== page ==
December 17, 2008

12 Days of Writing, Tip 3, Make it Count

Go to a grocery store or anywhere else and it seems that everyone is talking and talking. People everywhere are on the phone or texting. What do they have to talk about?

These days, talk is cheap - and plentiful. When it comes to writing, though, too much verbiage can be a problem.

Tip 3: Make Every Word Count

"Challenge every word," says Joanna Campbell Slan, author of PAPER, SCISSORS, DEATH (Midnight Ink).

"When I worked in advertising, we had so little space that I learned to 'challenge' every word, to ask each word, 'Can you be deleted or replaced?'

"In school, most of us pad to meet the assigned word length. Our papers are bloated with excess. We are rewarded for being verbose. That model is all wrong.

Unless you are being paid by the word, you should make every word pay its own way by being lean, clean and specific."

** Look for more tips for writers at Joanna's blog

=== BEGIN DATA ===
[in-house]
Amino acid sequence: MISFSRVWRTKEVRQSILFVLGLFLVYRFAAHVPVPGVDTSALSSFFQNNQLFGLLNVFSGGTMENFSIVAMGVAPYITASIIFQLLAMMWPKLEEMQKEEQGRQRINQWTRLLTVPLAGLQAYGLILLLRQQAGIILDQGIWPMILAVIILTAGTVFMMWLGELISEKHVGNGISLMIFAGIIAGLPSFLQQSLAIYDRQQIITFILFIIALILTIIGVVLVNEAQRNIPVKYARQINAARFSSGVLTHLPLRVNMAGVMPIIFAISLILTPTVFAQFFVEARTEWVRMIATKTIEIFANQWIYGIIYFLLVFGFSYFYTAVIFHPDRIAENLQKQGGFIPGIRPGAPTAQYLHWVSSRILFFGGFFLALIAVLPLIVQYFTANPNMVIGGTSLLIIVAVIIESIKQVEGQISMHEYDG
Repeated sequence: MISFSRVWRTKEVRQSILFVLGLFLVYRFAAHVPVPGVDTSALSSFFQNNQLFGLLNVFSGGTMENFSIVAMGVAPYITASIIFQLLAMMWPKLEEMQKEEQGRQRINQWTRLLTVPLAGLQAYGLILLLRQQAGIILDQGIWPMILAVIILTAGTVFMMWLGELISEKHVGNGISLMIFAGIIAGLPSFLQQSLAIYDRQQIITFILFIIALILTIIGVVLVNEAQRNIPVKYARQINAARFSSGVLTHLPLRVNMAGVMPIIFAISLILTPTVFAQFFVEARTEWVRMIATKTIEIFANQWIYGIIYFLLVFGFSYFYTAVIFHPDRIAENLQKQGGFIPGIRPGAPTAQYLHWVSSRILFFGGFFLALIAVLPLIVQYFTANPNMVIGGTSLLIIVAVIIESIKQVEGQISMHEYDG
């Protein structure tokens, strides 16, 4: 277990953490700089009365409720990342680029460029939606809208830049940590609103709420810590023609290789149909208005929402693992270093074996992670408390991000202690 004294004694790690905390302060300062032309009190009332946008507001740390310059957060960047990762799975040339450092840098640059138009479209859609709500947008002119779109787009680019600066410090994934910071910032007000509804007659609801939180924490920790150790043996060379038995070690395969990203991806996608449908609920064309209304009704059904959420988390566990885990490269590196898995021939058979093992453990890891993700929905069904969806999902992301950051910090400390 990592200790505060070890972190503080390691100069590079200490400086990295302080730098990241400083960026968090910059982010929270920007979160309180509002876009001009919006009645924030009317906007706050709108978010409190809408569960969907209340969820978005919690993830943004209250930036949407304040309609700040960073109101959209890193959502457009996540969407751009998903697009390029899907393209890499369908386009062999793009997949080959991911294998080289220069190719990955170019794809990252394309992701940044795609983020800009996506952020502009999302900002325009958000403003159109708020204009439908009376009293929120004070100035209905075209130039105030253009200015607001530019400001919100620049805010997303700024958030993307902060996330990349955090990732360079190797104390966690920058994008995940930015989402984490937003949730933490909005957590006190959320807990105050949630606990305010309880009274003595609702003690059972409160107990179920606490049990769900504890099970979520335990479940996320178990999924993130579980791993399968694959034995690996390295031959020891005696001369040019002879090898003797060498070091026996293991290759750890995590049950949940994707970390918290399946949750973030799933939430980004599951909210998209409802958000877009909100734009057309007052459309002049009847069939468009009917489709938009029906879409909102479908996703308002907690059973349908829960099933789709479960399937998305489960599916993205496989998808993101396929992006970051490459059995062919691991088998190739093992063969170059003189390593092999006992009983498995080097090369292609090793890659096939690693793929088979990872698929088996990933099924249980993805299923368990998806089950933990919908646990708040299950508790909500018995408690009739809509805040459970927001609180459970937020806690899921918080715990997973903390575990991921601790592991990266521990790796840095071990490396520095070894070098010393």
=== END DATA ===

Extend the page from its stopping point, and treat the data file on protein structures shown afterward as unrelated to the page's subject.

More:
-- Joanna Campbell Slan, author of PAPER, SCISSORS DEATH, A Kiki Lowenstein Scrap-N-Craft Mystery (Midnight Ink).

Kiki Lowenstein, scrapbooker, mother, killer? Now she must find who killed her husband - and his girlfriend - before the killer closes in on her.

3 comments:

  1. I'm usually a sparse writer, but not always on the first try. After I go back to a manuscript, I find the exact words I need to say what I mean.

    Morgan Mandel
    http://morganmandel.blogspot.com
    http://www.morganmandel.com

    ReplyDelete
  2. That is a great tip. Usually, I write whatever I want in the first draft, but in all subsequent drafts, I start trimming, doing just as you suggested.

    ReplyDelete
  3. Great tip. When I was doing newspaper writing, I had a limit of 500 words. To cut down to that few of words was sometimes difficult, but I think I've become a better writer because of those articles.

    ReplyDelete

Blog Widget by LinkWithin